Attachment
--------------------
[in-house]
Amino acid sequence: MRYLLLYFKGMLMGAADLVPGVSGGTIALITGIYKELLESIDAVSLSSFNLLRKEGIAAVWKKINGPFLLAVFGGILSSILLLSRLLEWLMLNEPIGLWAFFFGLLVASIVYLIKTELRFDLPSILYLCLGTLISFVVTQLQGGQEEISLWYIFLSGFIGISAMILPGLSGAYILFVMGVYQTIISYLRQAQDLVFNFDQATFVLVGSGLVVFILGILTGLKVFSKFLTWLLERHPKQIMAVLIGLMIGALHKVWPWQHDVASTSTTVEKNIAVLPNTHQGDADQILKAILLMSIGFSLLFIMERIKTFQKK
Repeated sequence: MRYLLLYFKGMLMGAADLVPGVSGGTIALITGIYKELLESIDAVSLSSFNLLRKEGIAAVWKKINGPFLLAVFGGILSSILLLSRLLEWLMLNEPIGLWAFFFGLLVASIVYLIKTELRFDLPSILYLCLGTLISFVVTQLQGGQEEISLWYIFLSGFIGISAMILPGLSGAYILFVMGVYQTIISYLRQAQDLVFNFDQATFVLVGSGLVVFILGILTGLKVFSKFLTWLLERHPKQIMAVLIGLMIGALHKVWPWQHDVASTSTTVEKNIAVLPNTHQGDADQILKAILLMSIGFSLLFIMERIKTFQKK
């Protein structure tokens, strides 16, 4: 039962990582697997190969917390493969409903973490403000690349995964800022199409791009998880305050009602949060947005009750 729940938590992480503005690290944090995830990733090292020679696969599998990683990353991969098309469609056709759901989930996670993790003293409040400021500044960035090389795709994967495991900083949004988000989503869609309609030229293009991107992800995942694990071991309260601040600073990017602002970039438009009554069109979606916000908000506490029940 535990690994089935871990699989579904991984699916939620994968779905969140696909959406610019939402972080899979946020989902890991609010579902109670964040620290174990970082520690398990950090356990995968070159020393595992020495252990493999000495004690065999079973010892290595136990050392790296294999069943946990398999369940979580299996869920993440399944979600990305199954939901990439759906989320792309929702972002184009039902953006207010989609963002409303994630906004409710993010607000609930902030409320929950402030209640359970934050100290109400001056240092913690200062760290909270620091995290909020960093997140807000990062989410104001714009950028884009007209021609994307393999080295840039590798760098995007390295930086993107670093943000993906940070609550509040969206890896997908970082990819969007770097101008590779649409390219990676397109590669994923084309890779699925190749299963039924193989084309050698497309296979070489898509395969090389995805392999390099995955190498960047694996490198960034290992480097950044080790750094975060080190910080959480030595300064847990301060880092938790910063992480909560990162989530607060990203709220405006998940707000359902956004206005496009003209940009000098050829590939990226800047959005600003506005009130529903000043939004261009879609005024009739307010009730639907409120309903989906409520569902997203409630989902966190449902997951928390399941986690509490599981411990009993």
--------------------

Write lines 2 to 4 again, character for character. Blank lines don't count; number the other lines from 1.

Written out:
Amino acid sequence: MRYLLLYFKGMLMGAADLVPGVSGGTIALITGIYKELLESIDAVSLSSFNLLRKEGIAAVWKKINGPFLLAVFGGILSSILLLSRLLEWLMLNEPIGLWAFFFGLLVASIVYLIKTELRFDLPSILYLCLGTLISFVVTQLQGGQEEISLWYIFLSGFIGISAMILPGLSGAYILFVMGVYQTIISYLRQAQDLVFNFDQATFVLVGSGLVVFILGILTGLKVFSKFLTWLLERHPKQIMAVLIGLMIGALHKVWPWQHDVASTSTTVEKNIAVLPNTHQGDADQILKAILLMSIGFSLLFIMERIKTFQKK
Repeated sequence: MRYLLLYFKGMLMGAADLVPGVSGGTIALITGIYKELLESIDAVSLSSFNLLRKEGIAAVWKKINGPFLLAVFGGILSSILLLSRLLEWLMLNEPIGLWAFFFGLLVASIVYLIKTELRFDLPSILYLCLGTLISFVVTQLQGGQEEISLWYIFLSGFIGISAMILPGLSGAYILFVMGVYQTIISYLRQAQDLVFNFDQATFVLVGSGLVVFILGILTGLKVFSKFLTWLLERHPKQIMAVLIGLMIGALHKVWPWQHDVASTSTTVEKNIAVLPNTHQGDADQILKAILLMSIGFSLLFIMERIKTFQKK
């Protein structure tokens, strides 16, 4: 039962990582697997190969917390493969409903973490403000690349995964800022199409791009998880305050009602949060947005009750 729940938590992480503005690290944090995830990733090292020679696969599998990683990353991969098309469609056709759901989930996670993790003293409040400021500044960035090389795709994967495991900083949004988000989503869609309609030229293009991107992800995942694990071991309260601040600073990017602002970039438009009554069109979606916000908000506490029940 535990690994089935871990699989579904991984699916939620994968779905969140696909959406610019939402972080899979946020989902890991609010579902109670964040620290174990970082520690398990950090356990995968070159020393595992020495252990493999000495004690065999079973010892290595136990050392790296294999069943946990398999369940979580299996869920993440399944979600990305199954939901990439759906989320792309929702972002184009039902953006207010989609963002409303994630906004409710993010607000609930902030409320929950402030209640359970934050100290109400001056240092913690200062760290909270620091995290909020960093997140807000990062989410104001714009950028884009007209021609994307393999080295840039590798760098995007390295930086993107670093943000993906940070609550509040969206890896997908970082990819969007770097101008590779649409390219990676397109590669994923084309890779699925190749299963039924193989084309050698497309296979070489898509395969090389995805392999390099995955190498960047694996490198960034290992480097950044080790750094975060080190910080959480030595300064847990301060880092938790910063992480909560990162989530607060990203709220405006998940707000359902956004206005496009003209940009000098050829590939990226800047959005600003506005009130529903000043939004261009879609005024009739307010009730639907409120309903989906409520569902997203409630989902966190449902997951928390399941986690509490599981411990009993």